In Seminar XI Lacan returns to this account of repetition compulsion and in engagement with Kierkegaard provides a contemporary reading of the doctrine of hereditary sin: ‘the inheritance of the father is that which Kierkegaard designates for us, namely his sin’ (Lacan 1981, p. 34). In Augustinian terms we sin because of original sin, inherited from Adam. For Lacan, we sin because we are condemned to do so by the concatenation of signifiers which are largely determinative of our behaviour.
Lacan undoubtedly gives novel and contemporary expression to the doctrine of hereditary sin; however, two issues must be raised here. First, this account of sin can only be attributed to the young Kierkegaard (1835) for whom a ‘great earthquake occurred’ (Kierkegaard, 1958, p. 39). Kierkegaard had learnt of some news concerning his father which caused him to subsequently interpret the various family misfortunes (Kierkegaard lost his mother and five of his brothers and sisters by the time he reached university) as a form of divine punishment: ‘there must be a guilt upon the whole family’ (Kierkegaard, 1958, p. 39). This young Kierkegaard was resigned to fatalism and despair and, encouraged no doubt by his Lutheran upbringing, felt destined to pay the price for his father’s sins. By contrast, the later Kierkegaard adopts a very different attitude. When it comes to the question of why we sin, he chooses the language of psychology over the language of dogmatics to avoid precisely the determinative element of hereditary sin. Hereditary sin undercuts the question of human responsibility by saying: we sin because Adam sinned. The older Kierkegaard wants us to take responsibility for both our sin and our freewill. How does the language of psychology help in this respect? Kierkegaard’s starting point is anxiety. Anxiety he says arises out of ‘freedom’s possibilities’ (Kierkegaard, 1980, p. 155). Anxiety is a response to the limitless possibilities that are open to us in our freedom. In the task of becoming we can become anything, and that responsibility and choice is dizzying. As for sin, within that range of possibilities we can choose to sin or not. And if we choose to sin it is not because we are ordained to, but simply because we can, because the choice is there. In other words a prohibition invites its own transgression for no other reason than the possibility itself. This is the meaning of Kierkegaard’s enigmatic claim that anxiety is ‘a sympathetic antipathy and an antipathetic sympathy’ (Kierkegaard, 1980, p. 42).
Second, as Gillian Rose remarks, Lacan’s account of sin (Rose, 1992, p. 46) resituates the subject in those determinative structures that Kierkegaard avoided. I would add that this is all the more remarkable given that Lacan’s work also contains a strong existential element. For example, the end of the session forces a ‘moments de conclure [moment of conclusion]’ (Lacan, 1966, p. 257), i.e., a point at which the analysand takes responsibility for the way she or he interprets the signifiers upon which identity is hinged. Alternatively, one could cite Lacan’s dictum concerning the ethics of analysis: ‘Have you acted in conformity with the desire that is in you?’ (Lacan, 1992, p. 314). Here, the outcome of analysis is construed in terms of the relation between action and desire: ‘it is a question of the relationship between action and desire, and of the formers fundamental failure to catch up with latter’ (Lacan, 1992, p. 313). Perhaps Lacan, like Kierkegaard, found himself faced with an overbearing sense of determinism (in his case as a result of his meditations on language), and subsequently developed an existential bent as a corrective measure?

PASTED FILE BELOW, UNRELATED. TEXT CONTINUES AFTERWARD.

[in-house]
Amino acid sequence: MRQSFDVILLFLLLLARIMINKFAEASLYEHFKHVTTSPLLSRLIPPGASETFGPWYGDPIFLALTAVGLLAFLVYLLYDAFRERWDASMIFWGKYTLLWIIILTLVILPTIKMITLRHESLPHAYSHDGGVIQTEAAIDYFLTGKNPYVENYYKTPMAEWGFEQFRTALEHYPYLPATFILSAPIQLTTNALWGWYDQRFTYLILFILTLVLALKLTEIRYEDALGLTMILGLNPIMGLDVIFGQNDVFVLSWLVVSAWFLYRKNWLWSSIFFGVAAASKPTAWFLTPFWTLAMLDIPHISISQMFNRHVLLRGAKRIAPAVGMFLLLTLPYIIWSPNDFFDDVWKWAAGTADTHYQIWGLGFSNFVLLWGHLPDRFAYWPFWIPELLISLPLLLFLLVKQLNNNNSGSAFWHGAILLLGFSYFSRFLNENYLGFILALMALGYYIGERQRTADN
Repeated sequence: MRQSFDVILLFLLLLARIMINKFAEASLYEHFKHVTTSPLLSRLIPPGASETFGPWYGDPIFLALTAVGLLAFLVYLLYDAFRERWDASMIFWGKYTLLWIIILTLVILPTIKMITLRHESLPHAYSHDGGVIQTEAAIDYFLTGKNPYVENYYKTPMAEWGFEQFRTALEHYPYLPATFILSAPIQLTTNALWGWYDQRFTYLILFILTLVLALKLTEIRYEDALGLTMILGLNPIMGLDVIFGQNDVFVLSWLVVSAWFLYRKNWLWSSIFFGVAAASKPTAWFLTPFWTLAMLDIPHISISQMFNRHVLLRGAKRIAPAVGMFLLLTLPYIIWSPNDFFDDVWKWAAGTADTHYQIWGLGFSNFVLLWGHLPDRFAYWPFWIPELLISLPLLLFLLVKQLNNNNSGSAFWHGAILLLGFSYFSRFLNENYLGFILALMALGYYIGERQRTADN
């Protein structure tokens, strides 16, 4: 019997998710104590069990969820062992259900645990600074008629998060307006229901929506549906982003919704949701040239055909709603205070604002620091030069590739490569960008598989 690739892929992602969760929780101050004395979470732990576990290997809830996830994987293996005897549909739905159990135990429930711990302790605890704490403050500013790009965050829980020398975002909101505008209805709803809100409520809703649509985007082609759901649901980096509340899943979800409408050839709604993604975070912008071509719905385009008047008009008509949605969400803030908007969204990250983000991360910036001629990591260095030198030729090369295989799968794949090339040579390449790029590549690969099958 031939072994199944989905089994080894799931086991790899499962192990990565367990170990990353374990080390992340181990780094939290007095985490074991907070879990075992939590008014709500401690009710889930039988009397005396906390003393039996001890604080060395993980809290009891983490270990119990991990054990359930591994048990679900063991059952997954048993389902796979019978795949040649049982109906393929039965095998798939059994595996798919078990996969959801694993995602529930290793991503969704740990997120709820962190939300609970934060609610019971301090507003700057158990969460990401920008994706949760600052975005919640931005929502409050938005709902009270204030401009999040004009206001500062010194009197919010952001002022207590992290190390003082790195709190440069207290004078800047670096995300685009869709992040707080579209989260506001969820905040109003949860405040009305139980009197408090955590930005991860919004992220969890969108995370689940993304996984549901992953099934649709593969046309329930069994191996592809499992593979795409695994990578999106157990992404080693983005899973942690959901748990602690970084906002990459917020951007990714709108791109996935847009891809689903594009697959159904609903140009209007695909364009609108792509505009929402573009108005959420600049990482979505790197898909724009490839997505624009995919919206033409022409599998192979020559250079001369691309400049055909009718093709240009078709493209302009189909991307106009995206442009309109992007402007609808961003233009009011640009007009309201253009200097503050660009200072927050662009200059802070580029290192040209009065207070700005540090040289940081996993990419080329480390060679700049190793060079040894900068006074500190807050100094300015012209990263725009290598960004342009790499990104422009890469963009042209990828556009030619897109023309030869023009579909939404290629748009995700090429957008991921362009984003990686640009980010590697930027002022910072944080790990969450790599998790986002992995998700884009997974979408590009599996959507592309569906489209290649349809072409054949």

In Seminar II Lacan invokes Kierkegaard’s distinction between repetition and recollection to provide a nuanced reading of Freud’s concept of repetition (Lacan, 1991, pp. 87-89). Here Lacan has in mind Freud’s account of repetition from Project for a Scientific Psychology (1895). In this text Freud describes repetition in economic terms: repetition has its basis in the lack of identity that arises between a wish and the perception of the object that fulfils the wish. For example, suppose as Freud suggests, a child wishes for an image of the mother’s breast that exposes the nipple. When the mind is in a wishful state there is a rise in tension and a discharge is sought in order to regain the sense of pleasure. The child’s first perception turns out to be a side view of the breast only, the nipple being out from view. However, the child’s memory dictates that, a particular head movement brings about the sought after image of the breast. Eventually the initial tension is dispelled in the identity of the wishful cathexis (the desire for the nipple), and the perceptual cathexis (the image of the nipple). Repetition is the labour by which the child goes back, retracing the neural networks in the attempt to bring about an identity of memory and perception (SE, 1, p. 329).